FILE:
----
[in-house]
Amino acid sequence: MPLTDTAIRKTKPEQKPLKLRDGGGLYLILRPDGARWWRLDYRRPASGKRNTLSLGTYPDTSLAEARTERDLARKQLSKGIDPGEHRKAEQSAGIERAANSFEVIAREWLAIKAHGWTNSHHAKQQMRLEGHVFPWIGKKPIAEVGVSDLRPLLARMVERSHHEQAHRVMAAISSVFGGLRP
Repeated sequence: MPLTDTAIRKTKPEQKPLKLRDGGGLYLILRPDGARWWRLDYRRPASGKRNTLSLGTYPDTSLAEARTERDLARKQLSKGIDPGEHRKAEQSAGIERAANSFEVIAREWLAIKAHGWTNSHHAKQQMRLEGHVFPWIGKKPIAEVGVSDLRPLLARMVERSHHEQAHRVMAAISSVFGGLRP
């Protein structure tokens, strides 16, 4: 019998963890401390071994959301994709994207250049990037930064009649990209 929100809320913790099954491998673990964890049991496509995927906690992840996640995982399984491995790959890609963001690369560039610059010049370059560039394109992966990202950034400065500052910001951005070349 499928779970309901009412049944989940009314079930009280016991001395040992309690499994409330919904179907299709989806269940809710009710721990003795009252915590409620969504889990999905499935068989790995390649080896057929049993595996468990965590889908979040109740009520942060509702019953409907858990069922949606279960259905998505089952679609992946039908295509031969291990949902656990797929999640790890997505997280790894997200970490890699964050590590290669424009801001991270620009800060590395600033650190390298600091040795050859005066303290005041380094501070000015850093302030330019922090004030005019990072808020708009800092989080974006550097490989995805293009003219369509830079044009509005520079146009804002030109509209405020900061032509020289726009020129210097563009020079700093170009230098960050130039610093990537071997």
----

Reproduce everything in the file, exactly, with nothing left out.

[in-house]
Amino acid sequence: MPLTDTAIRKTKPEQKPLKLRDGGGLYLILRPDGARWWRLDYRRPASGKRNTLSLGTYPDTSLAEARTERDLARKQLSKGIDPGEHRKAEQSAGIERAANSFEVIAREWLAIKAHGWTNSHHAKQQMRLEGHVFPWIGKKPIAEVGVSDLRPLLARMVERSHHEQAHRVMAAISSVFGGLRP
Repeated sequence: MPLTDTAIRKTKPEQKPLKLRDGGGLYLILRPDGARWWRLDYRRPASGKRNTLSLGTYPDTSLAEARTERDLARKQLSKGIDPGEHRKAEQSAGIERAANSFEVIAREWLAIKAHGWTNSHHAKQQMRLEGHVFPWIGKKPIAEVGVSDLRPLLARMVERSHHEQAHRVMAAISSVFGGLRP
């Protein structure tokens, strides 16, 4: 019998963890401390071994959301994709994207250049990037930064009649990209 929100809320913790099954491998673990964890049991496509995927906690992840996640995982399984491995790959890609963001690369560039610059010049370059560039394109992966990202950034400065500052910001951005070349 499928779970309901009412049944989940009314079930009280016991001395040992309690499994409330919904179907299709989806269940809710009710721990003795009252915590409620969504889990999905499935068989790995390649080896057929049993595996468990965590889908979040109740009520942060509702019953409907858990069922949606279960259905998505089952679609992946039908295509031969291990949902656990797929999640790890997505997280790894997200970490890699964050590590290669424009801001991270620009800060590395600033650190390298600091040795050859005066303290005041380094501070000015850093302030330019922090004030005019990072808020708009800092989080974006550097490989995805293009003219369509830079044009509005520079146009804002030109509209405020900061032509020289726009020129210097563009020079700093170009230098960050130039610093990537071997």